16. When Siddhartha was learning love from Kamala and business from Kamaswami, he referred to the people of the world with the derogatory term “child people” (Siddhartha 57). Siddhartha called them child people because their concerns were petty, their interests unimportant, and their understanding of the world inadequate. But, later on after leaving the worldly people behind and discovering himself alone and starting all over once again, Siddhartha is “like a child” himself, but now the word child is used in a positive way (Siddhartha 53). The idea of being in the world as a child is not about being naive or underdeveloped intellectually. It implies seeing the world in a fresh way, not being trapped by a conceptual web of ideas that prevent us from experiencing the freshness of each moment (Suzuki XIV). Siddhartha seems to think it is good when he is like a child, but it is bad when others are.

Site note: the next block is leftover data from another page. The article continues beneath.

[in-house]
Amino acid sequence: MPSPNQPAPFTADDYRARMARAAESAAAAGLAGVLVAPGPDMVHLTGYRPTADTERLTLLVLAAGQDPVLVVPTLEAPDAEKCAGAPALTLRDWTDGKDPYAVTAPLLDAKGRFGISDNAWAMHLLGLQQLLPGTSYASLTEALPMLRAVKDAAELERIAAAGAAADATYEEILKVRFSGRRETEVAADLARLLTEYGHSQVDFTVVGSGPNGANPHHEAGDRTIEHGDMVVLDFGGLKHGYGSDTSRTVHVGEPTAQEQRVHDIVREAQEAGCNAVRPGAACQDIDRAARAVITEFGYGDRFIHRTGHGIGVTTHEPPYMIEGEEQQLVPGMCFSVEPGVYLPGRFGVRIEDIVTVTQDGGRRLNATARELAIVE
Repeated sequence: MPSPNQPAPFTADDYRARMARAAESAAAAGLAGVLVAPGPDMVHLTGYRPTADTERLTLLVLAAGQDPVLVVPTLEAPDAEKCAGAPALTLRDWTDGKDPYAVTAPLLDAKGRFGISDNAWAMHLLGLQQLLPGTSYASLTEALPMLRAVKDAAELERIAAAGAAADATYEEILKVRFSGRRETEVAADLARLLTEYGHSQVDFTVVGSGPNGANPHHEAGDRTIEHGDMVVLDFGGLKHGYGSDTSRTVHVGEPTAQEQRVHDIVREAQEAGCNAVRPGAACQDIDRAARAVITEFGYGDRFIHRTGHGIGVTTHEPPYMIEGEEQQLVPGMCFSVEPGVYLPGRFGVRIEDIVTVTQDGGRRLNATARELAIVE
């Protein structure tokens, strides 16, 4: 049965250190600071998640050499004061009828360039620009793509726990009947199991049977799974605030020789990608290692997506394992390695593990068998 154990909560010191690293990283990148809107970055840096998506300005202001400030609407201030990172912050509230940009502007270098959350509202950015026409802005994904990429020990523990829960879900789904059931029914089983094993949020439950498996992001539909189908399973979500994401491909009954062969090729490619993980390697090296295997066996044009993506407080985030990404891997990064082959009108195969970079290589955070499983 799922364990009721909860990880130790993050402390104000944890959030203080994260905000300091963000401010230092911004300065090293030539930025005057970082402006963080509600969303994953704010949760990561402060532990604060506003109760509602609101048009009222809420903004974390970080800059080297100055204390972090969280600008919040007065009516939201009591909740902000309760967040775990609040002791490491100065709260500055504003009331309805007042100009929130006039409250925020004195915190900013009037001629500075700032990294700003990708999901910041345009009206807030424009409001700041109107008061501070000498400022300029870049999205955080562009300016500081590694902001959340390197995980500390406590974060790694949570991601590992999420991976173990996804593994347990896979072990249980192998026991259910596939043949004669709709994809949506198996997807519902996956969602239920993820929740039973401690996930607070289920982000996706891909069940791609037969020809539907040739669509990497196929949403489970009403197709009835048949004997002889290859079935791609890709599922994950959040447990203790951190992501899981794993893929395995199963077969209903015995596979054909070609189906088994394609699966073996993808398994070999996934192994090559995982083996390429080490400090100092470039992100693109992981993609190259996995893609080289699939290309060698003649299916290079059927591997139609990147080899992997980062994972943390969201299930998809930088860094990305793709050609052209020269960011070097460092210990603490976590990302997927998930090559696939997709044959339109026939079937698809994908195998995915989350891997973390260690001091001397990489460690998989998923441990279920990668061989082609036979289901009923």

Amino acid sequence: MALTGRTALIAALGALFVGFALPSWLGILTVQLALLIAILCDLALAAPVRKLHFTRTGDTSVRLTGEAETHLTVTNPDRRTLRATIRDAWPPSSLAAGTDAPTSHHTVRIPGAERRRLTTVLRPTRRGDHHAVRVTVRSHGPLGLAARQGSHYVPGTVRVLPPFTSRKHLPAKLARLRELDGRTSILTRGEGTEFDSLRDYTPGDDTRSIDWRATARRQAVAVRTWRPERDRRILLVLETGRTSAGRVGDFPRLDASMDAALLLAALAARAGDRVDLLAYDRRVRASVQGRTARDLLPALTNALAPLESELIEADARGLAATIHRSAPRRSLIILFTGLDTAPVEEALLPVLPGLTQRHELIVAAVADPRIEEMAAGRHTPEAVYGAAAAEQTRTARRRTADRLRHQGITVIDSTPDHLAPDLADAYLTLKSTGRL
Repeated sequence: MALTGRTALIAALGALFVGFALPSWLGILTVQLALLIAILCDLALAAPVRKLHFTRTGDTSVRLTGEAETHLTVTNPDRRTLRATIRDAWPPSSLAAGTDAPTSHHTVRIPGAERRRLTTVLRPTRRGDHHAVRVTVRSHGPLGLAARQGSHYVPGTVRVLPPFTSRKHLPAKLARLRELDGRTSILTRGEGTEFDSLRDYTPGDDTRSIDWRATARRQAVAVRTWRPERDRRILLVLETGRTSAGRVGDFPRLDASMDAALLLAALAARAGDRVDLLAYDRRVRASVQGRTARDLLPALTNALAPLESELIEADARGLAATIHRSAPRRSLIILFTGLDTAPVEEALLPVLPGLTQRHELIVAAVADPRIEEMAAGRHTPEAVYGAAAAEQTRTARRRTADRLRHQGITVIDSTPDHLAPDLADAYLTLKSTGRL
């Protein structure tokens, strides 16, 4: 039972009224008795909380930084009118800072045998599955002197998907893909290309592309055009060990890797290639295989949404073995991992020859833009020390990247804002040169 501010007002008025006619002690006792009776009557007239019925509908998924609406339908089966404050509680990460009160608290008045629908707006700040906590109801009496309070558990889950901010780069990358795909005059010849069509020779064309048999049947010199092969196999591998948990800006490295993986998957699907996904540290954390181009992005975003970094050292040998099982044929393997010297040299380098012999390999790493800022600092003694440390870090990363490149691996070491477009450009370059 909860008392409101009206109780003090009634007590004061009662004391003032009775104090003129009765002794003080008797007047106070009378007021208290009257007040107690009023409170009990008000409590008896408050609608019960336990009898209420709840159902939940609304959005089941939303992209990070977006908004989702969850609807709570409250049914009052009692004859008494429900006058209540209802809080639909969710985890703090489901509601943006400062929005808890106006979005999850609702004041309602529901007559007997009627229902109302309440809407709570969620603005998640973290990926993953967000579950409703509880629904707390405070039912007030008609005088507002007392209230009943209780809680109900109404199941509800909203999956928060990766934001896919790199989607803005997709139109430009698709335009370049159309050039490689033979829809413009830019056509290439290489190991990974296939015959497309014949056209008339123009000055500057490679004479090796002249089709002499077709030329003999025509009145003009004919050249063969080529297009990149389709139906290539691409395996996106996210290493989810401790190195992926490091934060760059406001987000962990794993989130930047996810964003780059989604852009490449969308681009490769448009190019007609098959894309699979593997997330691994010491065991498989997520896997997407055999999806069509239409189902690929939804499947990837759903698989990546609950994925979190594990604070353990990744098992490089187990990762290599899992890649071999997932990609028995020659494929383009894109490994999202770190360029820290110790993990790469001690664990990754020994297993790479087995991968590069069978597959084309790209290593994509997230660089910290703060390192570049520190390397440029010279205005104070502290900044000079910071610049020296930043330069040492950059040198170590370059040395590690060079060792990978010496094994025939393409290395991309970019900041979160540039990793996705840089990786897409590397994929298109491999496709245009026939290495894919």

17. Again during this second epiphany at the river following his departure from Kamala and the townspeople, Siddhartha once more thinks he has awakened. He again feels transformed. When he wonders what has taken place inside of him, he asks, “Was it not his ego, his small, proud, anxious ego with which he had fought for so many years, which had always defeated him, always returned[?] Was it not this which had finally found its death today, here in the forest, on this lovely river?” (Siddhartha 87). As was mentioned previously, it is doubtful that what actually happens is the eradication of the ego, but instead, our clinging attachment to it. For in the next paragraph, Siddhartha states that a new Siddhartha was born and full of joy (Siddhartha 88). If there were actually no ego at all, then there would be no Siddharthas of any kind. Siddhartha is a name, of course, a concept. It is hard to imagine what an entirely egoless being would look like in terms of how she would function in the world. Buddhism makes efforts to avoid these pitfalls of language. Alan Watts said, where “Buddhism differs from Hinduism is that it doesn’t say who you are, it has no idea, no concept” (Watts 6). The focus is on experience rather than concepts. Molnar recognizes, “that these abstract and seemingly remote ideas do not have to be accepted on faith” (Molnar 83). The emphasis is how we live in each moment and how we relate with other people. But, at the end of the day we’re still going to have a name, and bills, and the relative world to relate to. And if we are not blindly attached to our ego and mistaking it for a solid reality, and begin to see things as they are, we may find that we are much less prone to self-inflicted suffering. In the Four Noble Truths, the Buddha’s first set of teachings, he explained that suffering is caused by trishna, a Sanskrit word that is translated to English as clinging, or grasping, and not ego (Ray 261). That the goal of Buddhism is to kill the ego, besides the fact that it is hard to explain what that could even mean, is one of the biggest misconceptions of this path.